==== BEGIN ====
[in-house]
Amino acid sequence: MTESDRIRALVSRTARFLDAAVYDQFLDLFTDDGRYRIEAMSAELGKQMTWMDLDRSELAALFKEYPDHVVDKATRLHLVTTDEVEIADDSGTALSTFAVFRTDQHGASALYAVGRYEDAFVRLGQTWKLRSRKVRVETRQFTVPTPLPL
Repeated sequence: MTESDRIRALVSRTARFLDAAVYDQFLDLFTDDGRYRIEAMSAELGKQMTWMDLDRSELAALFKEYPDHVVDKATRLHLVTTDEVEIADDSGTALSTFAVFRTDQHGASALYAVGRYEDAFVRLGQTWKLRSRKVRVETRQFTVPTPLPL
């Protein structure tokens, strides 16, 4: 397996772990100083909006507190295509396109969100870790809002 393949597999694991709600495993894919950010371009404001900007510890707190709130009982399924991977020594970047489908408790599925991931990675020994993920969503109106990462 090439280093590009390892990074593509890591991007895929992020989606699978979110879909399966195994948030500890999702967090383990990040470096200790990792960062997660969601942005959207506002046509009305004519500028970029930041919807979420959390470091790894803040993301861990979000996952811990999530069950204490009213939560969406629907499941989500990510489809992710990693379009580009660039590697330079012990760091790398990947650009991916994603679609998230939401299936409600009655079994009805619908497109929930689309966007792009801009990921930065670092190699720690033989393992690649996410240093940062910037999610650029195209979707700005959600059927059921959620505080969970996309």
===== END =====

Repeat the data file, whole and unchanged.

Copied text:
[in-house]
Amino acid sequence: MTESDRIRALVSRTARFLDAAVYDQFLDLFTDDGRYRIEAMSAELGKQMTWMDLDRSELAALFKEYPDHVVDKATRLHLVTTDEVEIADDSGTALSTFAVFRTDQHGASALYAVGRYEDAFVRLGQTWKLRSRKVRVETRQFTVPTPLPL
Repeated sequence: MTESDRIRALVSRTARFLDAAVYDQFLDLFTDDGRYRIEAMSAELGKQMTWMDLDRSELAALFKEYPDHVVDKATRLHLVTTDEVEIADDSGTALSTFAVFRTDQHGASALYAVGRYEDAFVRLGQTWKLRSRKVRVETRQFTVPTPLPL
């Protein structure tokens, strides 16, 4: 397996772990100083909006507190295509396109969100870790809002 393949597999694991709600495993894919950010371009404001900007510890707190709130009982399924991977020594970047489908408790599925991931990675020994993920969503109106990462 090439280093590009390892990074593509890591991007895929992020989606699978979110879909399966195994948030500890999702967090383990990040470096200790990792960062997660969601942005959207506002046509009305004519500028970029930041919807979420959390470091790894803040993301861990979000996952811990999530069950204490009213939560969406629907499941989500990510489809992710990693379009580009660039590697330079012990760091790398990947650009991916994603679609998230939401299936409600009655079994009805619908497109929930689309966007792009801009990921930065670092190699720690033989393992690649996410240093940062910037999610650029195209979707700005959600059927059921959620505080969970996309």